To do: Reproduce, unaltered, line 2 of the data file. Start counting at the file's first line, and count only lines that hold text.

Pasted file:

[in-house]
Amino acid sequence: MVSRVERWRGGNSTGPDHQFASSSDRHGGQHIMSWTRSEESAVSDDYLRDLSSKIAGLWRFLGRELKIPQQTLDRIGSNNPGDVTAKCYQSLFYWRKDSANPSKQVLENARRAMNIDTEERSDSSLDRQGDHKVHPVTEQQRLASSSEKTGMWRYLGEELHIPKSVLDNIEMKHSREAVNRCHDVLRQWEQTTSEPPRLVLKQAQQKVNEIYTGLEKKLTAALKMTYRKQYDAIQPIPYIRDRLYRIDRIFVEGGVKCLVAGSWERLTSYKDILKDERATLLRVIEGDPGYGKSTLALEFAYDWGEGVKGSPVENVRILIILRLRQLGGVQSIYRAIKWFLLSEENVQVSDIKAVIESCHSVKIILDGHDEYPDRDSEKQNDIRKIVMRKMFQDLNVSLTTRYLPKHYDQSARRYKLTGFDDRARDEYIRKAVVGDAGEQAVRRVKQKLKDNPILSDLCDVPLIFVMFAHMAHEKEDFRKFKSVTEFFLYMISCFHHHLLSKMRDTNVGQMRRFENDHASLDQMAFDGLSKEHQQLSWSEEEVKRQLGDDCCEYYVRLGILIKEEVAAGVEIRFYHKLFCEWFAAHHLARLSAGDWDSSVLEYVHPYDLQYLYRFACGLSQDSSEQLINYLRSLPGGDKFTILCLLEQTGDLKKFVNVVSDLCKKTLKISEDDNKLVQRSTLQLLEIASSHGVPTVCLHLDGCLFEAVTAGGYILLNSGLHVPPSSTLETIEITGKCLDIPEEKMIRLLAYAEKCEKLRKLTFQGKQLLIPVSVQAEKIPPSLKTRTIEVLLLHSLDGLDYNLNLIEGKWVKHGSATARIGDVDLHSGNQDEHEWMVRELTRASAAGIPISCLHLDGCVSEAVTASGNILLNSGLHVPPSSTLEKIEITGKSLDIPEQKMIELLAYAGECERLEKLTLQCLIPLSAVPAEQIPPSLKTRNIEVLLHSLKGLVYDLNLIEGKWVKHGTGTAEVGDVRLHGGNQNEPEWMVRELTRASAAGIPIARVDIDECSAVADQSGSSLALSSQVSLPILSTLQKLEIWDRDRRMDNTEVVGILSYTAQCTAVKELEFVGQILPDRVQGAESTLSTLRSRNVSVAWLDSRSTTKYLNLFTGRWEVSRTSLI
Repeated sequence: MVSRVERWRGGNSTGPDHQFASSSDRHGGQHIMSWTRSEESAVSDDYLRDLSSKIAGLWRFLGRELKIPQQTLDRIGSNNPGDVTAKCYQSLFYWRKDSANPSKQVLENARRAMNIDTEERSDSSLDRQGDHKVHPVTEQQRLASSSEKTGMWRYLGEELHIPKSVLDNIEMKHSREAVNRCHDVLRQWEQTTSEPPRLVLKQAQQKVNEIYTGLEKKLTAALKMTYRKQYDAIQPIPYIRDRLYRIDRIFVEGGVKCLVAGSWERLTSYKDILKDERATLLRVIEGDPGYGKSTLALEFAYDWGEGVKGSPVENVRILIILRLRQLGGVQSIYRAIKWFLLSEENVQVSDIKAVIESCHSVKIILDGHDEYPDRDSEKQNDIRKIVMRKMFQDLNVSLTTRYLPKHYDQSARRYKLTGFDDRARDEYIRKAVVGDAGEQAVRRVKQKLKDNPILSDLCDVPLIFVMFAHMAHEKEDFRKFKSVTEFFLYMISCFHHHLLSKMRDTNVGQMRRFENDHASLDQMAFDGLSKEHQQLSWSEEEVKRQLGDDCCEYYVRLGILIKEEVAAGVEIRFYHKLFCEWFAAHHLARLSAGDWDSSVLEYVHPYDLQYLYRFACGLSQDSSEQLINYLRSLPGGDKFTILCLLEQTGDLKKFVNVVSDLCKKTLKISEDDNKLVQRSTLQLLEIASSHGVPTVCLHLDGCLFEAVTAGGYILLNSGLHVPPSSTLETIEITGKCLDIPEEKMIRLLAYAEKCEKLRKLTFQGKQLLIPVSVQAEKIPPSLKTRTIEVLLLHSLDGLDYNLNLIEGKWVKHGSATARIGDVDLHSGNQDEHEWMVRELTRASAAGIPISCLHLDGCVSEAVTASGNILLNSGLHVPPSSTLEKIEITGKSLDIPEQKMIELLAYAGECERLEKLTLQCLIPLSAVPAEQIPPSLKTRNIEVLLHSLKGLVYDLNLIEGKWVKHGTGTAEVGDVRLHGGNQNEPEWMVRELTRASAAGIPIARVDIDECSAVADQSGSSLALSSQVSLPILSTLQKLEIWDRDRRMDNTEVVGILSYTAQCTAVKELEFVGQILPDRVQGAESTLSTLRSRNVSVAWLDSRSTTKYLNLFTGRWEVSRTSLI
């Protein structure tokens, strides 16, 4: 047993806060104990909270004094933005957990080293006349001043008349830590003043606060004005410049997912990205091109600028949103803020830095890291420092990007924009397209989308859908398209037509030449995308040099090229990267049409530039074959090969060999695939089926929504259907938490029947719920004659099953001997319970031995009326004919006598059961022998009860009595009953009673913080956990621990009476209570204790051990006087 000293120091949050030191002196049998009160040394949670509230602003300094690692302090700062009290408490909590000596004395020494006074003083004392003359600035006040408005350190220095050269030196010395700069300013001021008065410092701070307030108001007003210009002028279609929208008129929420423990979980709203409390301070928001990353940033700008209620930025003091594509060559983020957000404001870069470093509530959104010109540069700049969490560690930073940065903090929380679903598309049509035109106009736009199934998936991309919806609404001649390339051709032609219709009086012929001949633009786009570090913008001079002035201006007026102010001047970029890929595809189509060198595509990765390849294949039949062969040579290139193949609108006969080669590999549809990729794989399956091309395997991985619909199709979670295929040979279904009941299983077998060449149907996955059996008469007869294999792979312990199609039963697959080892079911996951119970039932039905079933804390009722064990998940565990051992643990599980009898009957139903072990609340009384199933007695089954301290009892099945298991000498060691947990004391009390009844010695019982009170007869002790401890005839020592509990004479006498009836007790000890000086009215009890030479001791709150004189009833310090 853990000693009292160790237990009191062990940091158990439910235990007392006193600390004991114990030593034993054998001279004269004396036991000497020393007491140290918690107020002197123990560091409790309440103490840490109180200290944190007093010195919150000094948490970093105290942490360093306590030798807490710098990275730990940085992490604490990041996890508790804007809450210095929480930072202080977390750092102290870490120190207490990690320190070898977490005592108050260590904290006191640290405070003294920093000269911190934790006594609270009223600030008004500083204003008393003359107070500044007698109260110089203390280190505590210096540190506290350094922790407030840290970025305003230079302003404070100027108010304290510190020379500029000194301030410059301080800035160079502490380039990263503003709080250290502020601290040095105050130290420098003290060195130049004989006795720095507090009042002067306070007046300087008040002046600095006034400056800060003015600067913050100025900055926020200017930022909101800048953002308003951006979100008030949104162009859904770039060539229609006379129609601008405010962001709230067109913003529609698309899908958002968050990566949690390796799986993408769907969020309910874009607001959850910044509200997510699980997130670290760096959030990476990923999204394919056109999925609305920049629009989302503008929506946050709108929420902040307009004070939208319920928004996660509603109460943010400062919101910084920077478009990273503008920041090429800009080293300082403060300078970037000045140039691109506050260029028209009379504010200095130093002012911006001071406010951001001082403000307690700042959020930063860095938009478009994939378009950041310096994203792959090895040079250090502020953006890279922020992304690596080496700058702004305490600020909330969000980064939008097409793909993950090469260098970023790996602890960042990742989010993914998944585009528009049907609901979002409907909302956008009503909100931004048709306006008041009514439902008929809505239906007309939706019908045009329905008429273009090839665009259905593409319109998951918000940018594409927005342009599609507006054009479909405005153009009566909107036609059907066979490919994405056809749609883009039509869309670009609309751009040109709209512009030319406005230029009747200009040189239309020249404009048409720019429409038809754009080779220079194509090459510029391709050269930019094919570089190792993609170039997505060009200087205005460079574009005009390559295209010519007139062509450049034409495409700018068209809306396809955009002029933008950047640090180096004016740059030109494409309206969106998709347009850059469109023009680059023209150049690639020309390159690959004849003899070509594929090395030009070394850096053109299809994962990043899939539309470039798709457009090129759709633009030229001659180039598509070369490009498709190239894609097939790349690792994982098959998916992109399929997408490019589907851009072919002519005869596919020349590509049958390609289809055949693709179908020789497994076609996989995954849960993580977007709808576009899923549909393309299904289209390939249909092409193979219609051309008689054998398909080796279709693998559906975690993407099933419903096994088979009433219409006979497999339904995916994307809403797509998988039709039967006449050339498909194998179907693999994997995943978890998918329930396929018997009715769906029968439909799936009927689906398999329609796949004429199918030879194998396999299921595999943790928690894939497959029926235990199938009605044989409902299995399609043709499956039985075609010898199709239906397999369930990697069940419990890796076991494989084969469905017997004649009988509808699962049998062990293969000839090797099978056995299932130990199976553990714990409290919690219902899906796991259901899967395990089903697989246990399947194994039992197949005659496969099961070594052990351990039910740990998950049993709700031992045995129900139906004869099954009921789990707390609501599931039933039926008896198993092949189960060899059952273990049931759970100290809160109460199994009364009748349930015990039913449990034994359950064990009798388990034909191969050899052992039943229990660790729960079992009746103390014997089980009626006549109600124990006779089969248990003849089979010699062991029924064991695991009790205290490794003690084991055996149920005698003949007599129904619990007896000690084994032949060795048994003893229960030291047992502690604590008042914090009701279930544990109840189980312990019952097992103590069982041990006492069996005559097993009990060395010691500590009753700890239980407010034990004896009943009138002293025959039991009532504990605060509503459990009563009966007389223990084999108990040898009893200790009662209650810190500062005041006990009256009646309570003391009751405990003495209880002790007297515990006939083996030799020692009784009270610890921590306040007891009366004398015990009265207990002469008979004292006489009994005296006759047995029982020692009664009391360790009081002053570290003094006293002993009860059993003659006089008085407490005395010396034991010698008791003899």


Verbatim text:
Amino acid sequence: MVSRVERWRGGNSTGPDHQFASSSDRHGGQHIMSWTRSEESAVSDDYLRDLSSKIAGLWRFLGRELKIPQQTLDRIGSNNPGDVTAKCYQSLFYWRKDSANPSKQVLENARRAMNIDTEERSDSSLDRQGDHKVHPVTEQQRLASSSEKTGMWRYLGEELHIPKSVLDNIEMKHSREAVNRCHDVLRQWEQTTSEPPRLVLKQAQQKVNEIYTGLEKKLTAALKMTYRKQYDAIQPIPYIRDRLYRIDRIFVEGGVKCLVAGSWERLTSYKDILKDERATLLRVIEGDPGYGKSTLALEFAYDWGEGVKGSPVENVRILIILRLRQLGGVQSIYRAIKWFLLSEENVQVSDIKAVIESCHSVKIILDGHDEYPDRDSEKQNDIRKIVMRKMFQDLNVSLTTRYLPKHYDQSARRYKLTGFDDRARDEYIRKAVVGDAGEQAVRRVKQKLKDNPILSDLCDVPLIFVMFAHMAHEKEDFRKFKSVTEFFLYMISCFHHHLLSKMRDTNVGQMRRFENDHASLDQMAFDGLSKEHQQLSWSEEEVKRQLGDDCCEYYVRLGILIKEEVAAGVEIRFYHKLFCEWFAAHHLARLSAGDWDSSVLEYVHPYDLQYLYRFACGLSQDSSEQLINYLRSLPGGDKFTILCLLEQTGDLKKFVNVVSDLCKKTLKISEDDNKLVQRSTLQLLEIASSHGVPTVCLHLDGCLFEAVTAGGYILLNSGLHVPPSSTLETIEITGKCLDIPEEKMIRLLAYAEKCEKLRKLTFQGKQLLIPVSVQAEKIPPSLKTRTIEVLLLHSLDGLDYNLNLIEGKWVKHGSATARIGDVDLHSGNQDEHEWMVRELTRASAAGIPISCLHLDGCVSEAVTASGNILLNSGLHVPPSSTLEKIEITGKSLDIPEQKMIELLAYAGECERLEKLTLQCLIPLSAVPAEQIPPSLKTRNIEVLLHSLKGLVYDLNLIEGKWVKHGTGTAEVGDVRLHGGNQNEPEWMVRELTRASAAGIPIARVDIDECSAVADQSGSSLALSSQVSLPILSTLQKLEIWDRDRRMDNTEVVGILSYTAQCTAVKELEFVGQILPDRVQGAESTLSTLRSRNVSVAWLDSRSTTKYLNLFTGRWEVSRTSLI